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ASCO: Silicon Biosystems Shows Off its DEPArray Technology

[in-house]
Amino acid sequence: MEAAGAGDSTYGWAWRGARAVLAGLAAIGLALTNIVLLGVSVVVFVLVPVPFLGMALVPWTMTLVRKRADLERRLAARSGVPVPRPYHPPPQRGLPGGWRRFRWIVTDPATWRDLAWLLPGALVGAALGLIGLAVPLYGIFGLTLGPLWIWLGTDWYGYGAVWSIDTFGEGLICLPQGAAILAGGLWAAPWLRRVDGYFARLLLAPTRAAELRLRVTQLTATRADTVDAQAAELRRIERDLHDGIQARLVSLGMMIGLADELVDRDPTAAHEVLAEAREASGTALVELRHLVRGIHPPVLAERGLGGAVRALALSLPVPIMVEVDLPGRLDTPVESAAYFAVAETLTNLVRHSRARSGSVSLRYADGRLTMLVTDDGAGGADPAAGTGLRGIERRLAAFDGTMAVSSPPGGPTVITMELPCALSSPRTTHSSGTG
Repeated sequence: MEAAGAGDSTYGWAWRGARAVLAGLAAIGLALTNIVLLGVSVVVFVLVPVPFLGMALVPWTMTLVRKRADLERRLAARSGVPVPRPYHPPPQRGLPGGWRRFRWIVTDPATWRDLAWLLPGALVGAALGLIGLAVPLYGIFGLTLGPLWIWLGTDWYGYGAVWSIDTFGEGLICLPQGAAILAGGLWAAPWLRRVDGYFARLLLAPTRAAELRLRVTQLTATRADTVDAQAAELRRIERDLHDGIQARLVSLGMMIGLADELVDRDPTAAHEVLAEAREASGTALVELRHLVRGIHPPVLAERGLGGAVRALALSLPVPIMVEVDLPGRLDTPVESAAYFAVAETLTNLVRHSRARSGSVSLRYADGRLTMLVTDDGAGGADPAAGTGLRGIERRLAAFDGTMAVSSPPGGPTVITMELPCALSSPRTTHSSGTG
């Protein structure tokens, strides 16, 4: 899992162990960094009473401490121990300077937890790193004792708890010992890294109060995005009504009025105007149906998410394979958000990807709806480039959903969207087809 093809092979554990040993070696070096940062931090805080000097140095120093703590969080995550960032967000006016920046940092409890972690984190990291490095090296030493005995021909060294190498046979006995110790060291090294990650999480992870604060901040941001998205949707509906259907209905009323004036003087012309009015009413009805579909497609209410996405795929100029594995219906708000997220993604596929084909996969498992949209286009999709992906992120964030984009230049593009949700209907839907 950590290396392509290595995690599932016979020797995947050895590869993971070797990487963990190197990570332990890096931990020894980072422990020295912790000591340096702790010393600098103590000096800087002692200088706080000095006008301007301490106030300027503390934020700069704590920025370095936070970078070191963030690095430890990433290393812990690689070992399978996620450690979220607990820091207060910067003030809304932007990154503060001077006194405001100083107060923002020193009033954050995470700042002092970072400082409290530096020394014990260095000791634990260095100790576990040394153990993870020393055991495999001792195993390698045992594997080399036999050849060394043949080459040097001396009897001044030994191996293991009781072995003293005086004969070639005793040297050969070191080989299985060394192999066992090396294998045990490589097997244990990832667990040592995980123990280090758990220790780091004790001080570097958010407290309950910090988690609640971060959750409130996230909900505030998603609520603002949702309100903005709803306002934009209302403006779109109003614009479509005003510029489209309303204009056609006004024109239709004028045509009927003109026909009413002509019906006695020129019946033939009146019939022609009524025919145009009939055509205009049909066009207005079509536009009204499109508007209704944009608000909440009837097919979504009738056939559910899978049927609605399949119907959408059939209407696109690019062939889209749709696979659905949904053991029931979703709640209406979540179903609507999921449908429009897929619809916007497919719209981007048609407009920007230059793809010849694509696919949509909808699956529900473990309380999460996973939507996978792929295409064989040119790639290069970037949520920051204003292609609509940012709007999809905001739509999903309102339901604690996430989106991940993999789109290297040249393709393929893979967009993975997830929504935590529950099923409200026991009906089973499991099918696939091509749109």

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The cancer research community has begun to study circulating tumor cells — cells that roam free of tumors and float through the bloodstream — and what they can tell a clinician about a patient's prognosis or possible metastasis. The problem is finding these fairly rare cells in the blood and sorting them from the rest of the molecules in a sample. Instrument manufacturer Silicon Biosystems thinks it has the solution. The company's president and general manager of US operations, Bob Proulx, was on hand at the ASCO exhibition hall to showcase the DEPArray Platform, a new technology which the company says can be used to find and separate circulating tumor cells from blood samples with 100 percent purity. This cell microarray platform uses dielectrophoretic cages that can trap and separate out single cells from a blood sample. Once the cells are separated, they can be looked at under a microscope one by one and a researcher can determine which cells are circulating tumor cells and set them aside for further study. Proulx tells Cancer Minute that a clinician could look at variations in the cells to see if they would be susceptible to treatment, or to monitor the number of tumor cells to track a cancer's progress. The technology can even be used to help in drug discovery. Right now, Proulx says, the technology is fairly new, and as such is only for use in the research or drug discovery settings. The company plans to go to FDA for permission to sell it to clinicians for use on patients, but that's still a few years away, Proulx adds. The current throughput is about two to two-and-a-half hours per sample, though the machine can yield multiple groups of cells in one pass — up to 12 to 18 analyzable groups of cells — and the company hopes to cut that throughput time to about one-and-a-half hours by year's end. The current cost is $425,000 per machine in the US, with the consumables device priced at $325. That price is likely to go down as the machine gets smaller and faster, Proulx adds, and the company hopes to be able to develop a benchtop version as it refines the technology.

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